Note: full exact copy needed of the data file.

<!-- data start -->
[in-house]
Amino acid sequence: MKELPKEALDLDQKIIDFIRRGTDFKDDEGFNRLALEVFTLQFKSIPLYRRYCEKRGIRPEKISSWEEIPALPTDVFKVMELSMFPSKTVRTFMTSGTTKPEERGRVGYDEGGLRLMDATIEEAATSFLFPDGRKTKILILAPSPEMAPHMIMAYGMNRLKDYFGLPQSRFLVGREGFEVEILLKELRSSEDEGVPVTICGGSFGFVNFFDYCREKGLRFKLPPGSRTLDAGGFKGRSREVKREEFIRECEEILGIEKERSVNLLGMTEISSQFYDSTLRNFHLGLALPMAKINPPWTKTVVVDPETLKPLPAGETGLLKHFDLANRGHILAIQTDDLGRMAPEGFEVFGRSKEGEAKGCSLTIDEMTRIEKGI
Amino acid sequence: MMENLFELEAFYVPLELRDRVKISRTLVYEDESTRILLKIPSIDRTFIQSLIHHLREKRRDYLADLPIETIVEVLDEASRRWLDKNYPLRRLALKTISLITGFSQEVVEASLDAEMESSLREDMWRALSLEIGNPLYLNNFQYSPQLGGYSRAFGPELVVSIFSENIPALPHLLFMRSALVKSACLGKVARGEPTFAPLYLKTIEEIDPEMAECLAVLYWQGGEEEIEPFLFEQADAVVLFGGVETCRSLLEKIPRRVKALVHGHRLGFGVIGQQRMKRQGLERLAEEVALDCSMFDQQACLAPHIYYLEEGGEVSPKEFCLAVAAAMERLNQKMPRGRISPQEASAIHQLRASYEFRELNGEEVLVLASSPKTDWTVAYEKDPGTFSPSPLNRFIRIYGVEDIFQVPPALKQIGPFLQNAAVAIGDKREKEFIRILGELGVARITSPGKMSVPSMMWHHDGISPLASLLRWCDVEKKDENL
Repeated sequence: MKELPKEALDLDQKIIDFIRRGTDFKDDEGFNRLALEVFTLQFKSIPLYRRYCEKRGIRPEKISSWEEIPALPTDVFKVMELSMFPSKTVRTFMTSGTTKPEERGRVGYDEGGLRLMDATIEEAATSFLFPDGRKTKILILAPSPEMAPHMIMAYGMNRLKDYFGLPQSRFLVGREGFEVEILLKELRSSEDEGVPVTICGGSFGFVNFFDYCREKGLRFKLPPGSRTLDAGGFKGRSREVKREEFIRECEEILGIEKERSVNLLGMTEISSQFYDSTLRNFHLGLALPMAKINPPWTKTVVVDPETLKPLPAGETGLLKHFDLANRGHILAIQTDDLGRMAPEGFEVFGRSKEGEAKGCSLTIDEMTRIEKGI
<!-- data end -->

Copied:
[in-house]
Amino acid sequence: MKELPKEALDLDQKIIDFIRRGTDFKDDEGFNRLALEVFTLQFKSIPLYRRYCEKRGIRPEKISSWEEIPALPTDVFKVMELSMFPSKTVRTFMTSGTTKPEERGRVGYDEGGLRLMDATIEEAATSFLFPDGRKTKILILAPSPEMAPHMIMAYGMNRLKDYFGLPQSRFLVGREGFEVEILLKELRSSEDEGVPVTICGGSFGFVNFFDYCREKGLRFKLPPGSRTLDAGGFKGRSREVKREEFIRECEEILGIEKERSVNLLGMTEISSQFYDSTLRNFHLGLALPMAKINPPWTKTVVVDPETLKPLPAGETGLLKHFDLANRGHILAIQTDDLGRMAPEGFEVFGRSKEGEAKGCSLTIDEMTRIEKGI
Amino acid sequence: MMENLFELEAFYVPLELRDRVKISRTLVYEDESTRILLKIPSIDRTFIQSLIHHLREKRRDYLADLPIETIVEVLDEASRRWLDKNYPLRRLALKTISLITGFSQEVVEASLDAEMESSLREDMWRALSLEIGNPLYLNNFQYSPQLGGYSRAFGPELVVSIFSENIPALPHLLFMRSALVKSACLGKVARGEPTFAPLYLKTIEEIDPEMAECLAVLYWQGGEEEIEPFLFEQADAVVLFGGVETCRSLLEKIPRRVKALVHGHRLGFGVIGQQRMKRQGLERLAEEVALDCSMFDQQACLAPHIYYLEEGGEVSPKEFCLAVAAAMERLNQKMPRGRISPQEASAIHQLRASYEFRELNGEEVLVLASSPKTDWTVAYEKDPGTFSPSPLNRFIRIYGVEDIFQVPPALKQIGPFLQNAAVAIGDKREKEFIRILGELGVARITSPGKMSVPSMMWHHDGISPLASLLRWCDVEKKDENL
Repeated sequence: MKELPKEALDLDQKIIDFIRRGTDFKDDEGFNRLALEVFTLQFKSIPLYRRYCEKRGIRPEKISSWEEIPALPTDVFKVMELSMFPSKTVRTFMTSGTTKPEERGRVGYDEGGLRLMDATIEEAATSFLFPDGRKTKILILAPSPEMAPHMIMAYGMNRLKDYFGLPQSRFLVGREGFEVEILLKELRSSEDEGVPVTICGGSFGFVNFFDYCREKGLRFKLPPGSRTLDAGGFKGRSREVKREEFIRECEEILGIEKERSVNLLGMTEISSQFYDSTLRNFHLGLALPMAKINPPWTKTVVVDPETLKPLPAGETGLLKHFDLANRGHILAIQTDDLGRMAPEGFEVFGRSKEGEAKGCSLTIDEMTRIEKGI